These pads are bloody beautiful! I feel like it is a complete treat to buy myself new ones, and I show them off to my partner as soon as they arrive. Their sellers are understanding and helpful everytime – clearly loving what they do – and are ready to give you a personal service and unique experience. Oh and I haven’t had a single bout of thrush since, despite more surgeries.




My general advice would be to switch as soon as possible. I can not imagine ever going back to using disposables. More switching tips include:

⚡︎  Buy a couple of different sizes, shapes and absorbencies for your first time: you can measure from the pads/liners that you currently use and customise from there. There is soooo much more choice of size, shape and absorbency!

⚡︎  Get a wet bag too: The cloths can be folded, making them just as compact as disposables. I use a wet bag, to take out a clean pad with me, and put my used pad in if need to.

⚡︎  Put your used pads straight into a zip lock bag: rinsing them first if you wish. Then you can empty your bag straight into the wash. Most pads also come with washing instructions, but it really isn’t much more complicated than that. I use a washable bag, so we just bung the whole thing in.

⚡︎  Use the discounts below: Me, Vee and Nadine have got together to provide you with discounts to get you started. This is because it is something we are all passionate about. Not because of any financial gain. This post is not sponsored.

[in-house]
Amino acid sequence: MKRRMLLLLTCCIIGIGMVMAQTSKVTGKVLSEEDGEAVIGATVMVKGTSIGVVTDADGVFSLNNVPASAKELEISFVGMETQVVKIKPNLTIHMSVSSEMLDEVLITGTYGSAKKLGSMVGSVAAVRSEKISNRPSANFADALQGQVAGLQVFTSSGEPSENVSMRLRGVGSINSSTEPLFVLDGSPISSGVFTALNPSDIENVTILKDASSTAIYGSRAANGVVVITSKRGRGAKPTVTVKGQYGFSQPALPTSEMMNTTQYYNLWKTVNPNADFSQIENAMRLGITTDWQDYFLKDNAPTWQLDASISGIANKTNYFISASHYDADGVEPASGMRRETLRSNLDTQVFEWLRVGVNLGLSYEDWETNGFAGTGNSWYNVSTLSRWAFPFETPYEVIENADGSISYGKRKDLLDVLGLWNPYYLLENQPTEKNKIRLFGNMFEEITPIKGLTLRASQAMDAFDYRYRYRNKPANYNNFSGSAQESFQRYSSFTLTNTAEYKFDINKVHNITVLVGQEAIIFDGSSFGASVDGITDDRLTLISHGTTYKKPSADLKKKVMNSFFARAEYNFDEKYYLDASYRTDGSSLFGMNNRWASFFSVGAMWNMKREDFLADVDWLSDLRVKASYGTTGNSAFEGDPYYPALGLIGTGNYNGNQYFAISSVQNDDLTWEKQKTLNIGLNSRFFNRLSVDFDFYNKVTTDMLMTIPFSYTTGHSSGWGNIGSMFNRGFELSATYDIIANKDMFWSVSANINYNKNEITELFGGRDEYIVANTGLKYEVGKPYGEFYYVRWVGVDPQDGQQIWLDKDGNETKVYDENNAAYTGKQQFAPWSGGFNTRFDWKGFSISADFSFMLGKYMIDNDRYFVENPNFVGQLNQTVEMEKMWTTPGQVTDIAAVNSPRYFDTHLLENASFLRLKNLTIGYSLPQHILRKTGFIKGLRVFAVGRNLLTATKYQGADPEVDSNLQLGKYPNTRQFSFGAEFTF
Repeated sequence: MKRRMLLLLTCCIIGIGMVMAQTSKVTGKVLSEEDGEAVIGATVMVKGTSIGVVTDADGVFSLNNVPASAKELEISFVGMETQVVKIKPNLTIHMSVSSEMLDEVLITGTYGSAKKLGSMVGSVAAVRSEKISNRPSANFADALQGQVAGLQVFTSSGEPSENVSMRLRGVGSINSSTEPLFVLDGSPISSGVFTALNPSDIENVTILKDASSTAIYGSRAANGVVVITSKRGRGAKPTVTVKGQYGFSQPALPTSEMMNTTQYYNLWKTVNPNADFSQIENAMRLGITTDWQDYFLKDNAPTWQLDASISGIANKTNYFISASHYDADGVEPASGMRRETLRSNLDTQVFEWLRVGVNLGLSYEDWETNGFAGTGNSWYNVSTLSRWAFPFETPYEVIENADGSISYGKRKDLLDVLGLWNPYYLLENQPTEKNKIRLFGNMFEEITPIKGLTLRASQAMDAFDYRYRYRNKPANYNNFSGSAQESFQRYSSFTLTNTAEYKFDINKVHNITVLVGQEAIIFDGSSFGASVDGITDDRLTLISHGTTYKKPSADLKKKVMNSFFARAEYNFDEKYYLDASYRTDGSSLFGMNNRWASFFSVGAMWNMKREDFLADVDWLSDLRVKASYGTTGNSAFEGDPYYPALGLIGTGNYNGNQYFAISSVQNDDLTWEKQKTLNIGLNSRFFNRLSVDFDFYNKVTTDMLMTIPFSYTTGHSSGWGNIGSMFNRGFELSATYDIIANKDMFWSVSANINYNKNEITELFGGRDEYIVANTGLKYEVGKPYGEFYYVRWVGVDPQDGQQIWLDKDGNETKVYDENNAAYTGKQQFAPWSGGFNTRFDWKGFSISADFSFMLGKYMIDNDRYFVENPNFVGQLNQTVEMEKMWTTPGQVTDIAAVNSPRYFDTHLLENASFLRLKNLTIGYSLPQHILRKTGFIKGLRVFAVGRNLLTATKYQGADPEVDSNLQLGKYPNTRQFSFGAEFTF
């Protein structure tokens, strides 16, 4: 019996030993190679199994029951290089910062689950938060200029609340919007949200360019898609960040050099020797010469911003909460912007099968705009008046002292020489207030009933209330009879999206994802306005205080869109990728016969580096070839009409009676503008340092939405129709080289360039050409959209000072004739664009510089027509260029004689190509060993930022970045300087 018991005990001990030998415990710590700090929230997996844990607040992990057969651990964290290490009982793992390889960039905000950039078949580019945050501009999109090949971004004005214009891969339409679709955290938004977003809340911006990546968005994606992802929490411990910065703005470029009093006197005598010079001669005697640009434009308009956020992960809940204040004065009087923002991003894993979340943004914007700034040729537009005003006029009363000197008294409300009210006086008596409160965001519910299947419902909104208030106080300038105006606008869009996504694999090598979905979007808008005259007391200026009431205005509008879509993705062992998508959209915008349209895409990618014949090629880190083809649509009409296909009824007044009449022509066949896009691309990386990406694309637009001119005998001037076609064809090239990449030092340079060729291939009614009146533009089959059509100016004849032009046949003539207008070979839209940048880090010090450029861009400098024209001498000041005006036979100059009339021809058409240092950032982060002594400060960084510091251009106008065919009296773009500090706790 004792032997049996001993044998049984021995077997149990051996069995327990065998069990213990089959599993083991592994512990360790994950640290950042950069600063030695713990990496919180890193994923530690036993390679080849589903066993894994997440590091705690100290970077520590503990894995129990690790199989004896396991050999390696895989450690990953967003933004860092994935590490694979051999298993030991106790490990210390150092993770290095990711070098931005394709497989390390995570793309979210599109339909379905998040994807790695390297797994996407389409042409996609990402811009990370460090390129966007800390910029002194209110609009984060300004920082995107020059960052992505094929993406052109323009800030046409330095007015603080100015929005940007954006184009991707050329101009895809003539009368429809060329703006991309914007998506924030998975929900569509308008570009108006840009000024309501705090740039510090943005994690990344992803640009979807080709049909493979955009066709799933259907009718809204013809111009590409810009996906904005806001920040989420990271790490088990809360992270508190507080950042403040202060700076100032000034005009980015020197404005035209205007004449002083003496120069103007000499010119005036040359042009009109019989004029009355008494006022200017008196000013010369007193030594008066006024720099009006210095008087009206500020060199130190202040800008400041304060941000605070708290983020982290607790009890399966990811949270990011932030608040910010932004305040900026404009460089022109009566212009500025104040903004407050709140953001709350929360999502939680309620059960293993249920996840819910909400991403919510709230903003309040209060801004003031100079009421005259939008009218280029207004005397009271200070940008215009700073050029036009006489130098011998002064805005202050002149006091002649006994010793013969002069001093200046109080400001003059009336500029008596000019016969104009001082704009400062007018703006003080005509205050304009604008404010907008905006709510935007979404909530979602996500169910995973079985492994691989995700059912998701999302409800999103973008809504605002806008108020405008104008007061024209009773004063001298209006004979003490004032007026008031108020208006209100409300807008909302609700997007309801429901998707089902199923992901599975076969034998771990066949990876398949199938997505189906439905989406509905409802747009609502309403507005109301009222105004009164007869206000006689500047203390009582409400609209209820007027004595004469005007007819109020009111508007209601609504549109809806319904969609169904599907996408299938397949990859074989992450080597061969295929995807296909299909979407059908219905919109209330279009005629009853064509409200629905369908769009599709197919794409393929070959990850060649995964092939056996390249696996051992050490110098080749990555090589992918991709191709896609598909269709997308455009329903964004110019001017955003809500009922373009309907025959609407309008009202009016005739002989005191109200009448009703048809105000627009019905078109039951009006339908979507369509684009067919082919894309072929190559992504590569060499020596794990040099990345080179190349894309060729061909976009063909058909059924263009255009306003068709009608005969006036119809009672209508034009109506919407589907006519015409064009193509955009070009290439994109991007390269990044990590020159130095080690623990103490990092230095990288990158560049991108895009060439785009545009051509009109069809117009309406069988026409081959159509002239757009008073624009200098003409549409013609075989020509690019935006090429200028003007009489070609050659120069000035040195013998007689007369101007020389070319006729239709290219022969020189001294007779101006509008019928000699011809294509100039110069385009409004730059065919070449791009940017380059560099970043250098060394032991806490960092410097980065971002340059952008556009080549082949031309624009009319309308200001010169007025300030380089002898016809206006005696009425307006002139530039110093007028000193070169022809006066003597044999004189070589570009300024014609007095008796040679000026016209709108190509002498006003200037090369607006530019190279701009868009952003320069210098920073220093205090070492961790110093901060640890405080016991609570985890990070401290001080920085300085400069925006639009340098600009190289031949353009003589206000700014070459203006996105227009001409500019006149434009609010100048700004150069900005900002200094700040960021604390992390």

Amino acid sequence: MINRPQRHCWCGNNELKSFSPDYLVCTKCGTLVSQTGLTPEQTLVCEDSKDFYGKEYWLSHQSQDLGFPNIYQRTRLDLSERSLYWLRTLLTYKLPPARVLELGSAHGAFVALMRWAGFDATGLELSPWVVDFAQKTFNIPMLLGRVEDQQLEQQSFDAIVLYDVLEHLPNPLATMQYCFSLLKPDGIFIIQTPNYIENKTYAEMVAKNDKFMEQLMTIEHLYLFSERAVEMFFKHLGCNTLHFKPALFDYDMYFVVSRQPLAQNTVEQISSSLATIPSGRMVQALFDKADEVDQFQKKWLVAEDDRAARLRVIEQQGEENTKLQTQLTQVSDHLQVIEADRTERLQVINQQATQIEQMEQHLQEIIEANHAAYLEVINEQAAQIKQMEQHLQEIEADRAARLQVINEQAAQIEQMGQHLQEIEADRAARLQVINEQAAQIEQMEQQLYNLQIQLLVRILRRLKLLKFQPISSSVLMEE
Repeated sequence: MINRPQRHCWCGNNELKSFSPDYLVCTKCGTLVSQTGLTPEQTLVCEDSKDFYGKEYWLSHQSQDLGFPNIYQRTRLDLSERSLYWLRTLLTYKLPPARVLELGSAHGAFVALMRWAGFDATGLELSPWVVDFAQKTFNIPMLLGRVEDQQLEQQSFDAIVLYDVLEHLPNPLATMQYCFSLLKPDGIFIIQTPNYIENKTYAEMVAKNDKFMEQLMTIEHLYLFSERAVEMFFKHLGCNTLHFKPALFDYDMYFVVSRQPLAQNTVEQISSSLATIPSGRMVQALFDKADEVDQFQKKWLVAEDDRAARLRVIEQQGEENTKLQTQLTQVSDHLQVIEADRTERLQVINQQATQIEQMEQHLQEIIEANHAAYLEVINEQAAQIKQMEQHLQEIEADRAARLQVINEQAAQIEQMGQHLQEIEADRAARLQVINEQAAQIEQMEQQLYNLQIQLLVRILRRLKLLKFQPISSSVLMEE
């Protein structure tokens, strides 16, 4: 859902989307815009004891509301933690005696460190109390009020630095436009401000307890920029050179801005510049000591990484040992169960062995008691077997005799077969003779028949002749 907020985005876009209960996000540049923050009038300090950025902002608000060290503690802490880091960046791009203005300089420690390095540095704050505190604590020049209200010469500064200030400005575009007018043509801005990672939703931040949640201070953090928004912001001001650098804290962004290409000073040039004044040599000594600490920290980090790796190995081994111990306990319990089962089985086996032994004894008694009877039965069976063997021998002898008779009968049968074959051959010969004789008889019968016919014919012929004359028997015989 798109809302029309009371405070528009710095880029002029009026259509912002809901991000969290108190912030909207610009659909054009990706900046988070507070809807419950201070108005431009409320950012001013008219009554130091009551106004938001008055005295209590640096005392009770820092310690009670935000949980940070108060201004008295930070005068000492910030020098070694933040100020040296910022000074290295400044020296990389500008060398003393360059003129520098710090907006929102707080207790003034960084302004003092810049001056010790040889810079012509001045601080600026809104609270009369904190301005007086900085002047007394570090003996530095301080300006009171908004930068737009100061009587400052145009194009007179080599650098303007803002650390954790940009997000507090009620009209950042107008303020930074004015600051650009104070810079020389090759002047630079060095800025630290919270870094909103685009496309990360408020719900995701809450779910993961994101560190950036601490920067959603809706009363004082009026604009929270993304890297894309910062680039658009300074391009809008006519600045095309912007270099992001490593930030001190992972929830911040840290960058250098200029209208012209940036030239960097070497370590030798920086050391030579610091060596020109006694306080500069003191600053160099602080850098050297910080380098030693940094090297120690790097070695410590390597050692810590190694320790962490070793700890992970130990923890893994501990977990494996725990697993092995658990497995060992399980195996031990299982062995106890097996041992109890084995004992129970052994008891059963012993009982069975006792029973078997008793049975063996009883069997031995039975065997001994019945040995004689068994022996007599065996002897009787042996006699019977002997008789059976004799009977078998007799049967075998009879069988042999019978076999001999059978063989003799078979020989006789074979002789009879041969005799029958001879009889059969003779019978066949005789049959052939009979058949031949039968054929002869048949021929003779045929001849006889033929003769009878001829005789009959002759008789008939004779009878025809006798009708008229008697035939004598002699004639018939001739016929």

Nooby Noo.


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“I started making pads for my 10yr old who totally feared coming on her period. Something so natural and normal frightened her to death. Bleeding from her private parts. She had no idea. The U.K. has a shocking period taboo which I’m trying to change with my tween fun prints and shapes. My little girl has matching undies to her pads and is excited to start wearing them. She know why she has periods and how to deal with them. From here Nooby Noo was born. So have been sewing forever teehee. But my heart was stolen because these pads make people happy and excited, and completely free to talk about their own experiences. Suddenly it’s not such a taboo. I’ve had the most amazing conversations with the loveliest people. And I feel like I’ve made a difference environmentally and personally.” ~ Nadine

Discount code for 10% off at Nadine’s shop, Nooby Noo: LITTLESPOON10


One Cheeky Bee.


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“I came across CSP actually three or four years before I made the switch – and switching was even out of desperation rather than necessity. But, I learned a lesson! The difference for me from the get-go was that I was comfortable. This is still the justification I will use today if I am asked why I switched to cloth. Who doesn’t love to be comfortable? They can be made to suit so many different needs of the user; some ladies need a narrower pad, some wider, longer or shorter. The variations are endless! I absolutely love knowing that something I make helps other women – other than that, there is a community of people that use cloth (and make cloth) that are so kind and caring and I am proud to be a part of that!” ~ Vee

Discount code for 10% off at Vee’s shop, One Cheeky Bee: LITTLESPOON10



Please contact me with any questions you may have about switching to cloth and/or cups. I will be doing a Q&A on Instagram and will update with further information on the blog in the future – so your questions could be helpful to others too.



  1. March 26, 2018 / 4:28 pm

    Really interesting post! Thanks for sharing on CIB fb page – I have shared the link on my regular PainPals feature Monday Magic Inspiring Blogs for You! C x

    • Radical Self Love Collective
      April 4, 2018 / 8:37 pm

      Thank you 🙏🏼

  2. Tal
    April 9, 2019 / 12:04 pm

    I’m in Canada and is my favourite! I also use a divacup (works better than a softer cup I tried) but gotta take breaks from it as I can get yeast infections otherwise – no fun when already on your period!